Wednesday, April 13, 2005

Rock song

John Muir*, getting lyrical about an earthquake in what is now (thanks in large part to him) Yosemite National Park:

At half-past two o'clock of a moonlit morning in March, I was awakened by a tremendous earthquake, and though I had never before enjoyed a storm of this sort, the strange thrilling motion could not be mistaken, and I ran out of my cabin, both glad and frightened, shouting, "A noble earthquake! A noble earthquake!" feeling sure I was going to learn something. [...]

I was now convinced before a single boulder had fallen that earthquakes were the talus-makers and positive proof soon came. It was a calm moonlight night, and no sound was heard for the first minute or so, save low, muffled, underground, bubbling rumblings, and the whispering and rustling of the agitated trees, as if Nature were holding her breath. Then, suddenly, out of the strange silence and strange motion there came a tremendous roar. The Eagle Rock on the south wall, about a half a mile up the Valley, gave way and I saw it falling in thousands of the great boulders I had so long been studying, pouring to the Valley floor in a free curve luminous from friction, making a terribly sublime spectacle--an arc of glowing, passionate fire, fifteen hundred feet span, as true in form and as serene in beauty as a rainbow in the midst of the stupendous, roaring rock-storm. The sound was so tremendously deep and broad and earnest, the whole earth like a living creature seemed to have at last found a voice and to be calling to her sister planets.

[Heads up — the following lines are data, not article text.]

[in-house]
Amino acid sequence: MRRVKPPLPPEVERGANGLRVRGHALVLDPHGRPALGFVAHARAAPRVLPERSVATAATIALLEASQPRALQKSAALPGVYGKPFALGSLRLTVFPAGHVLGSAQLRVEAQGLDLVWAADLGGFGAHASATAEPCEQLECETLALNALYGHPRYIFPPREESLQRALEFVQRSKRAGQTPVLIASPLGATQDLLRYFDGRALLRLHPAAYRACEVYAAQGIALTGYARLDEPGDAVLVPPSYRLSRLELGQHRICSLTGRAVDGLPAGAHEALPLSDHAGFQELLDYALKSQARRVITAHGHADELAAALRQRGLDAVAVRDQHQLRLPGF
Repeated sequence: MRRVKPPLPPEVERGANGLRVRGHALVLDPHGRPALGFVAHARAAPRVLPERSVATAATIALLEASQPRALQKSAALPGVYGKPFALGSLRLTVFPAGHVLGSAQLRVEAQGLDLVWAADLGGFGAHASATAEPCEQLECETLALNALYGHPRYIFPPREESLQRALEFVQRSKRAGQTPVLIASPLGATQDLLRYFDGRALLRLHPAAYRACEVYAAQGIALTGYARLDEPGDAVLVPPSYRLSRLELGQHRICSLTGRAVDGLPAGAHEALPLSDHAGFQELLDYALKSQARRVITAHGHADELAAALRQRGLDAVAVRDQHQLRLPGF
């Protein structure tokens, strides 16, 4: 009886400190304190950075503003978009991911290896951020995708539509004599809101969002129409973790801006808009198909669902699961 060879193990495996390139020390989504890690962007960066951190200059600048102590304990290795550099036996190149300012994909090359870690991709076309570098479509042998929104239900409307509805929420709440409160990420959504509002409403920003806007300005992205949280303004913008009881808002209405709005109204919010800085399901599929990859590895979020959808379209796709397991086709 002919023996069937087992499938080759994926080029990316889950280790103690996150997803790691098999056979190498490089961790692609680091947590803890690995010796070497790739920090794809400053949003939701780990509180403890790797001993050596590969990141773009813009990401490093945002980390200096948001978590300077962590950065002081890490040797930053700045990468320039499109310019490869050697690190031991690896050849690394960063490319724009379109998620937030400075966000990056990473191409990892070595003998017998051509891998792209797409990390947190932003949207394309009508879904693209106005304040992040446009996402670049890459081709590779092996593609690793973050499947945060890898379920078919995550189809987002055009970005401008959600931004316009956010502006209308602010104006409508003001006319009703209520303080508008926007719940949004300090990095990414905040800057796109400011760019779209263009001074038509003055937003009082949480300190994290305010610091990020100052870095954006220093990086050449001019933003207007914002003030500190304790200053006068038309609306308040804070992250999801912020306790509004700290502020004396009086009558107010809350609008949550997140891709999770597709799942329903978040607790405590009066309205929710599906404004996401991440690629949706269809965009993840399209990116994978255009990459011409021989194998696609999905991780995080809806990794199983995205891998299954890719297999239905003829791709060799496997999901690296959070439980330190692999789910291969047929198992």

- John Muir, The Yosemite (e-book** from Project Gutenberg)

* In 1892, John Muir and other supporters formed the Sierra Club "to make the mountains glad." Got to love him, hmm?

**If reading online, Firefox shows a page which is difficult to read, the text being too wide (on my screen, anyway). Internet Explorer gives a better view.